Thursday, 13 October 2011

Astro Al – The Purple Mushroom

Should we even ask the question of this outfit ... "which one is Al?" Nah, thought not! Their website biography posits it in a different way in any case. "Is Astro Al a band or a character in a series of sci-fi comedy stories? Imagine if William Shatner replaced Jim Morrison in The Doors..."

Well, Astro Al is Paul Angelosanto and Debbie Nash, the both of them providing vocals and a delivering a variety of electronic-based instrumentation, loops and samples. There have been live appearances with Nik Turner and with Spaceseed among others, multiple CD releases, appearances on compilations such as the My Outer Space series, and The Purple Mushroom is their latest recording, four tracks of science fiction short story narrations variously recited across soundscapes of drifting space rock and radiophonic effects with cellos and toy pianos ... you get the eclectic, eccentric picture – but there's a really good interview with Paul and Deb here that explains it all.

I'm unusually perplexed in so far as I'm not entirely sure just what I make of Astro Al; I've had a couple of their discs here for some time, planned a review and got lost in what I wanted to say about them and so that review, of their discs Naughty Kitty and Psychedelic Drive-in Music, didn't ever appear. The Purple Mushroom is, then, an opportunity to pull those recordings out as well and get under the skin of what Paul and Deb are doing.

We'll take it from the top and work backwards. The Purple Mushroom is the most concentrated sci-fi of the three: 'Ancient Astronauts', 'Frozen Mass', 'Interspace' and even 'Ripples in the Puddle' could all be titles of science fiction stories from one of the Gardner Dozois Year's Best SF collections. 'Ancient Astronauts' would have been an F&SF pick, 'Frozen Mass' and 'Interspace' stories out of Analog and 'Ripples in the Puddle' might have derived from Asimov's. The words themselves, I'm not so sure where they'd sit since, and I think this is my accessibility problem with the stylistic delivery here, I find it difficult to divorce the words and the music, or rather it's hard to focus on the words in separation from the music since the reverse isn't so much the case. There's some really good space rock sounds going on here – not the full-on sonic assault that they promise on their web pages but actually a very well-realised sense of mood that really takes control of each of these four tracks and leaves the words as some sort of additional instrumentation in that you know they're relating a story of characters and incident but actually those words embellish the sounds when you'd expect the sounds to do that for the words. And so I'm not sure on the intended tone, because they celebrate B-movies and 50s sci-fi, shlock and bubblegum and psychedelic weirdness but you also feel they want to put across a serious and thoughtful work – so it's less obvious what their intentions are on this one whereas the earlier discs possess a more focused madness – if that's not too contradictory a notion?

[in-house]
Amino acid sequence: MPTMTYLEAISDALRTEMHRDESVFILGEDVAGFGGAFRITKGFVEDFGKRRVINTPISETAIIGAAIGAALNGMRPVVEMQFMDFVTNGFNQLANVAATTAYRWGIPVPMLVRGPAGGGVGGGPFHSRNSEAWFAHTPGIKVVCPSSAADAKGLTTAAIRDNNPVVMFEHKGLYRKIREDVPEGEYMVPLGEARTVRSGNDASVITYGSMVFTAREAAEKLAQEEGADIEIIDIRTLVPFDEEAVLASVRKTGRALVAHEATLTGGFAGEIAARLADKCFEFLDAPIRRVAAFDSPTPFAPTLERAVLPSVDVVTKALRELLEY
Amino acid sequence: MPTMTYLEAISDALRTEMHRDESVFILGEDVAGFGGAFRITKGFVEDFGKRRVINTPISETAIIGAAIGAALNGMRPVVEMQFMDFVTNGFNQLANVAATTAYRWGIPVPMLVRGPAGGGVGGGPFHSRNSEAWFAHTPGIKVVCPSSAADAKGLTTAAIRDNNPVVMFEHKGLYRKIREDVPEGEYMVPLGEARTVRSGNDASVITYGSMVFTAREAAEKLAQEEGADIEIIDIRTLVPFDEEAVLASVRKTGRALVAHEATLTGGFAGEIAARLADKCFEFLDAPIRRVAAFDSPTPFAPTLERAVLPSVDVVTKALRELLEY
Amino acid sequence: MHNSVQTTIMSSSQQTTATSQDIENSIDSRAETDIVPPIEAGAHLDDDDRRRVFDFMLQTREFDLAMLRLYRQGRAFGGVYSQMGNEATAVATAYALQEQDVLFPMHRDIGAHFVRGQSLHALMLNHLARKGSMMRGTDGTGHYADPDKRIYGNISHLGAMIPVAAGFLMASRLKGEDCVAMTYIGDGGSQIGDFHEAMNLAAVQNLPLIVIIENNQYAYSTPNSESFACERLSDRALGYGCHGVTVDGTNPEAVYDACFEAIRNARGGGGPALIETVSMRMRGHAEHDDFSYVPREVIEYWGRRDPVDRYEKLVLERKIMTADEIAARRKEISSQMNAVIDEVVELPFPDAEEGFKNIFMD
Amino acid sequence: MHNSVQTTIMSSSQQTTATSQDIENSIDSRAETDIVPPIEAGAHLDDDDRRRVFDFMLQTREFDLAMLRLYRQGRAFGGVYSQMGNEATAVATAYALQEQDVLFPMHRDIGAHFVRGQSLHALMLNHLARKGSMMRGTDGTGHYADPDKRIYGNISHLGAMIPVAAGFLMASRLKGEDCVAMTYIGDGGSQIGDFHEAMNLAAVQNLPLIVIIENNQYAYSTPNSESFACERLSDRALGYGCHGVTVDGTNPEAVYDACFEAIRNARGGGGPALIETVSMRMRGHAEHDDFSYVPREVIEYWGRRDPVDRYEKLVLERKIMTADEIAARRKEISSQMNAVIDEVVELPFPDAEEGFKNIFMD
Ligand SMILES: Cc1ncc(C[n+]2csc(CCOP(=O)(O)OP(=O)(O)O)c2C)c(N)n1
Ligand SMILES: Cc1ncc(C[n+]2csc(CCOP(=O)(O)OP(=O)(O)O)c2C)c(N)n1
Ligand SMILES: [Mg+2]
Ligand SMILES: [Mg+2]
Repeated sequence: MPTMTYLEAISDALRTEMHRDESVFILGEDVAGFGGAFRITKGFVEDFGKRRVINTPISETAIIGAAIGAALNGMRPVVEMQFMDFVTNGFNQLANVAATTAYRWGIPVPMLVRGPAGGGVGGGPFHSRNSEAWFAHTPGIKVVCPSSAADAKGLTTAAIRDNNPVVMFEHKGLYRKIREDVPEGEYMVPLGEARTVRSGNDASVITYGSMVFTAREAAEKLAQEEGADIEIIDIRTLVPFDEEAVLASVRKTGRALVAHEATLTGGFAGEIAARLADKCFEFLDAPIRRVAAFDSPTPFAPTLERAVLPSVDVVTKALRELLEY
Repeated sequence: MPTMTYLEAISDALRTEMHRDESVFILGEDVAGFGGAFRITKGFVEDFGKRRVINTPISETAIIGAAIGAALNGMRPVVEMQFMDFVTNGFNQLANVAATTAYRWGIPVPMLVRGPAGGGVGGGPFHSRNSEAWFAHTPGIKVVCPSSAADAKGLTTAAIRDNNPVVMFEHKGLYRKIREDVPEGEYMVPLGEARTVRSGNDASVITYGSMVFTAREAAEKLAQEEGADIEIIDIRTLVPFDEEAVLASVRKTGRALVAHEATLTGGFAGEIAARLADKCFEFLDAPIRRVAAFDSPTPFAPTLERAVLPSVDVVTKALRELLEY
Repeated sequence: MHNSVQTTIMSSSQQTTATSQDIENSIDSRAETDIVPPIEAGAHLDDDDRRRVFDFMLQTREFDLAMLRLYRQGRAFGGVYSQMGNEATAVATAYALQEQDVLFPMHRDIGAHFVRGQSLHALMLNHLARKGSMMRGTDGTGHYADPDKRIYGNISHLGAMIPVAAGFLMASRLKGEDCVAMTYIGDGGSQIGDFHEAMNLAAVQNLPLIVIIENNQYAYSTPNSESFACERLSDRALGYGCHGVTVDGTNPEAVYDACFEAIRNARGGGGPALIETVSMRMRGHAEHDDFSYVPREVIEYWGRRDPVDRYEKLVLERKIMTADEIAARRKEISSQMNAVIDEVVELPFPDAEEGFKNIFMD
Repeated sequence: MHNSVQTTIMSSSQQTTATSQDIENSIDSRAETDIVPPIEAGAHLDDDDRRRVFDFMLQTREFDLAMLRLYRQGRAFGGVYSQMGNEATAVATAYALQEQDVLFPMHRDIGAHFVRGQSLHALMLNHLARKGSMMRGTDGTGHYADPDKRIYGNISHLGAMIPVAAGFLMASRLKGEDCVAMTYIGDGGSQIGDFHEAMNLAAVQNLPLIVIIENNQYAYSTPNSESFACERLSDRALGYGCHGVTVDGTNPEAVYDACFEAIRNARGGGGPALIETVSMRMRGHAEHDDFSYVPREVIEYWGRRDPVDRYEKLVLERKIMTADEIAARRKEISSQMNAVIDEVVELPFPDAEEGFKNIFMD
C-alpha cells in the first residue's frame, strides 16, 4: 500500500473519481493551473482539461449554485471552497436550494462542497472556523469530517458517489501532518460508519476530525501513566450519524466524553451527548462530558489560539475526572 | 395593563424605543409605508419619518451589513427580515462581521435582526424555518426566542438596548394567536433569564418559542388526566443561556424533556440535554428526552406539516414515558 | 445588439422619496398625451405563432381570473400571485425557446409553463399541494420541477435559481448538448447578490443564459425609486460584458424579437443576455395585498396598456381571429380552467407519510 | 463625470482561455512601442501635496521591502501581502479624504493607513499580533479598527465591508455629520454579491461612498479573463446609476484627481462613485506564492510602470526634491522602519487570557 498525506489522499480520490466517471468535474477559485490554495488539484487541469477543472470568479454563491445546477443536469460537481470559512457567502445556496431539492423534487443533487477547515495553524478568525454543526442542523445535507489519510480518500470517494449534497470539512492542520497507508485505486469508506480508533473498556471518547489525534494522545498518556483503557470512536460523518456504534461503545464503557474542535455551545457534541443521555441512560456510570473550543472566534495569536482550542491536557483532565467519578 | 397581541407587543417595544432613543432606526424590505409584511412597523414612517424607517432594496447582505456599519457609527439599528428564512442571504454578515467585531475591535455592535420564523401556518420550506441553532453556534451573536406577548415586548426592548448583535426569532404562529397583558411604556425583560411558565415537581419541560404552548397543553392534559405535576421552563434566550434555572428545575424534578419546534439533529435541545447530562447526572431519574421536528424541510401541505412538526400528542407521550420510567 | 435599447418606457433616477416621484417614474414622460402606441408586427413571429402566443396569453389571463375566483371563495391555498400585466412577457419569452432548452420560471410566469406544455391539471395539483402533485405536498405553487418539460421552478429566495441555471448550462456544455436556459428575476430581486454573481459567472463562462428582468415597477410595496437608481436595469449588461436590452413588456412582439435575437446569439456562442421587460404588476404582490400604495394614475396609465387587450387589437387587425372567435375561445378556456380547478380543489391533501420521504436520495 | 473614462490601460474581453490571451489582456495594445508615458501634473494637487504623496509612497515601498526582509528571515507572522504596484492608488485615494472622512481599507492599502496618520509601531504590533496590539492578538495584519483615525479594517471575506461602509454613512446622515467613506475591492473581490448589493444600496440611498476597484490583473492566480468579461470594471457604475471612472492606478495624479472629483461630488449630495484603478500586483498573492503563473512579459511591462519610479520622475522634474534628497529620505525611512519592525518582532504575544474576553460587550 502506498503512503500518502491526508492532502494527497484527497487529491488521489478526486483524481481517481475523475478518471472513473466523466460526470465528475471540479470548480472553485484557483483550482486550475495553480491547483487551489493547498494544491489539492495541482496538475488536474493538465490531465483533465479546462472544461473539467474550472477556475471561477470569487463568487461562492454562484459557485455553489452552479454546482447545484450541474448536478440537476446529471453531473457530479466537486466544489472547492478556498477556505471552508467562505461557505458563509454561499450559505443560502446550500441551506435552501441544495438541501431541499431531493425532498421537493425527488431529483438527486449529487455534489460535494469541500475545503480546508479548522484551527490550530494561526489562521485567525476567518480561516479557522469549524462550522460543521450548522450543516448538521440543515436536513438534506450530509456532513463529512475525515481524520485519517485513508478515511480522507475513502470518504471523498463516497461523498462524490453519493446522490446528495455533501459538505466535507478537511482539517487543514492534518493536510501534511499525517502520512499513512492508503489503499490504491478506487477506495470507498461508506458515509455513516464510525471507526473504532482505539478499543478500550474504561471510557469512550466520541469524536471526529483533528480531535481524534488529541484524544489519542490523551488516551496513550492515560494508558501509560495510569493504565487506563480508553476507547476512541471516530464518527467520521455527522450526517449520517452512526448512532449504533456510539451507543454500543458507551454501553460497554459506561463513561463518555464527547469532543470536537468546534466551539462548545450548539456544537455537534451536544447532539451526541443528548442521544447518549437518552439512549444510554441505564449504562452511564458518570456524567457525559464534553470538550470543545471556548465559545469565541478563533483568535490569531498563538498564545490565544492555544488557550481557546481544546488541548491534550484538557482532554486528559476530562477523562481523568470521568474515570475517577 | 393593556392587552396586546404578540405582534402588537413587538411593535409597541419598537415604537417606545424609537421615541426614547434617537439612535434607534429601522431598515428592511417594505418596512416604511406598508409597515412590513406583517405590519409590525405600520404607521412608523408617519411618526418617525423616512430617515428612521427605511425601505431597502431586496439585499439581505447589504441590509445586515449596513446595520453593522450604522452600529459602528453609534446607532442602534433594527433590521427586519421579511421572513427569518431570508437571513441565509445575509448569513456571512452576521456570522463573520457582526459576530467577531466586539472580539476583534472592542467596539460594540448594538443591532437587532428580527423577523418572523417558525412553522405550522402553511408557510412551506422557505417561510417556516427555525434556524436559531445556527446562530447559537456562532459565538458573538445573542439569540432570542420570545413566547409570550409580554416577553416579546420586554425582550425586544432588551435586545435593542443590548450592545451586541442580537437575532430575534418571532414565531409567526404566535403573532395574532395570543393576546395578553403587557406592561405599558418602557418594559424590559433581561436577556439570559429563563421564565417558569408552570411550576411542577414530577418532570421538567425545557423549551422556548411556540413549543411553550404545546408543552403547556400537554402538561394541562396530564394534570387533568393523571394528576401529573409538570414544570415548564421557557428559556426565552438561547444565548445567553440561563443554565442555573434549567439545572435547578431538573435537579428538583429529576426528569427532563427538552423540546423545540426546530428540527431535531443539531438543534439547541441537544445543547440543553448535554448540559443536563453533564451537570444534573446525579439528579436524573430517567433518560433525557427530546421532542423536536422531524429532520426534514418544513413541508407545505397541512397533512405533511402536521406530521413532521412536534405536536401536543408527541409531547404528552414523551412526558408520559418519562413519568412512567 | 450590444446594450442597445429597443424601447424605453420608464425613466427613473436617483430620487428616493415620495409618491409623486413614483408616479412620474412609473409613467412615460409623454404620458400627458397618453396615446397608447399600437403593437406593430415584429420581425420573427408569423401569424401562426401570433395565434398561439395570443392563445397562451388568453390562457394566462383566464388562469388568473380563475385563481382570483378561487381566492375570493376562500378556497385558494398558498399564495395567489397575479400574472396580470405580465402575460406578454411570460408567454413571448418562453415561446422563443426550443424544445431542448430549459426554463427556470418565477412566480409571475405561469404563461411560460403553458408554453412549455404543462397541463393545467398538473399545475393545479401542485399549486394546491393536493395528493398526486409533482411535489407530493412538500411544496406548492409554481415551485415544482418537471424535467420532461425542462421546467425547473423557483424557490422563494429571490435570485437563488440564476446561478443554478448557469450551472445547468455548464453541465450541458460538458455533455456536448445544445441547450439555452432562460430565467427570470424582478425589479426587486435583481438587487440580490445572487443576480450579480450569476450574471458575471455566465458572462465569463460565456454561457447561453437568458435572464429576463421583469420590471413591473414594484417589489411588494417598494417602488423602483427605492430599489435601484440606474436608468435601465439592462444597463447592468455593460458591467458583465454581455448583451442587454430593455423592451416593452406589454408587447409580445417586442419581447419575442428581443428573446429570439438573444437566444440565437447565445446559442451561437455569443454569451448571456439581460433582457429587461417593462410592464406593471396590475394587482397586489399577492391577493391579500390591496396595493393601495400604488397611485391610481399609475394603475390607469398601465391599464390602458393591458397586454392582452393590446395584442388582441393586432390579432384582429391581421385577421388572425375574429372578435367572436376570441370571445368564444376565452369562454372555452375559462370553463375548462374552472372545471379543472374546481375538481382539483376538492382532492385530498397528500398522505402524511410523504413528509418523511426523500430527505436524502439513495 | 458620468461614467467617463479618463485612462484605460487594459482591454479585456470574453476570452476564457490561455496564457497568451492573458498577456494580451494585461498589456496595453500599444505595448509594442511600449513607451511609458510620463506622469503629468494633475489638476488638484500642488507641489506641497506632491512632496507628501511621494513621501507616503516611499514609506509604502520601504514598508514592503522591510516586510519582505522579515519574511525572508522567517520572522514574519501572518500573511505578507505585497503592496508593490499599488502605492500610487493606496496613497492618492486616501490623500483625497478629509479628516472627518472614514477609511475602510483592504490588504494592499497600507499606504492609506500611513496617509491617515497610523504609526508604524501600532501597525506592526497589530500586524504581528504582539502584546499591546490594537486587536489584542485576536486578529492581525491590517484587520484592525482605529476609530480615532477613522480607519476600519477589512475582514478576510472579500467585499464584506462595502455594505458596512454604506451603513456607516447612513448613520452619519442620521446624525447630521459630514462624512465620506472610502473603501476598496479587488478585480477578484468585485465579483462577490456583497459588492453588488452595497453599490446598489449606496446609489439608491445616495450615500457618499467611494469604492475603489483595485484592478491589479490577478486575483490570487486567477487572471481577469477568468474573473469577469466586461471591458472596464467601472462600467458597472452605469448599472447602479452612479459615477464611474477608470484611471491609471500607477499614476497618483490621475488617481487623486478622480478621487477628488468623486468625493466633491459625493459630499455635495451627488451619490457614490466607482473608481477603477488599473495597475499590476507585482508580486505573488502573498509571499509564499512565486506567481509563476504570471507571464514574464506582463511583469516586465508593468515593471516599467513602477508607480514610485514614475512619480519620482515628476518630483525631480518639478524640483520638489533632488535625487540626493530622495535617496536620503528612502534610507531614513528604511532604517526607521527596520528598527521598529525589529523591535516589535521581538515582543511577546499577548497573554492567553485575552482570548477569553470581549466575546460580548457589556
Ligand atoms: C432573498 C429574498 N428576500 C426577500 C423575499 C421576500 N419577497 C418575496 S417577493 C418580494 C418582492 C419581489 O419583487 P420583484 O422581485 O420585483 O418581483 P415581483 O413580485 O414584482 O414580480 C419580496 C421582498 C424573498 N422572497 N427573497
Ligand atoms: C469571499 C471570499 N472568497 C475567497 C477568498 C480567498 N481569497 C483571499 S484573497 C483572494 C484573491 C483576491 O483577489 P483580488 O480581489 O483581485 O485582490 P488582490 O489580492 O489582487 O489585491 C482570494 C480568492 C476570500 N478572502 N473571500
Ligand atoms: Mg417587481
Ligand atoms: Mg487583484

Naughty Kitty, on the other hand, is peculiar in an inventive and creative sort of way; that's not to say that coming out of leftfield and being extravagantly off-the-wall should be a cover for doing just anything, but it does give us something that is absolutely on its own and of itself and I find that rather appealing even if I don't get everything that they've got going on in this winsome and strange collection of songs and recitations. So 'Liquidating Lemonade Street' is like a High School chant along that devolves into B-movie sci-fi, 'Where The Worlds Collide' a slice of lo-fi psychedelia with a vaguely dark folk string accompaniment and 'He Moved Through The fair' has a bucolic air ... but the truth is that you never quite know what's around the corner, where the next twist or turn is going to lead – to the piano-led 'Romantic Farts' or the simple strumming of 'You're Dead. So Shut Up' which, aside from the bizarre middle section could be early Blondie turned into a nursery tune. Complex simplicity with a wry twist – curiosity didn't kill the cat!

I wonder if I should have saved up the word shlock, preserved it for a record with tracks like 'The Burning Witch', 'Vampire Hookers From Outer Space', 'Cult Of Frankenstein', 'Mansion Of Dracula' and 'Attack Of The Prehistoric Beast'. Oh yes – Psychedelic Drive-in Music. Well, again, it's fundamentally lo-fi music and effects with spoken word reciting and a lot of experimental stuff – experiments in nonsense perhaps, but not nonsense in a negative sense but nonsense in a chortling mad scientist sort of way except here it's not which SF magazine that we reference but some alternative time stream where Edgar Allan Poe possesses the spirit of Robert Calvert... singular and curious.

So, to me, Astro Al are all about being mad and wacky, trying things out, not taking it seriously but poking around their touchstones and styles and seeing what works and what doesn't – and recording it all anyway for posterity. Not everyone's can of coke, and bloomin' hard to get a handle on – but it's their stuff done their way and it's absolutely original and Astro Al ... one of kind! Both of them!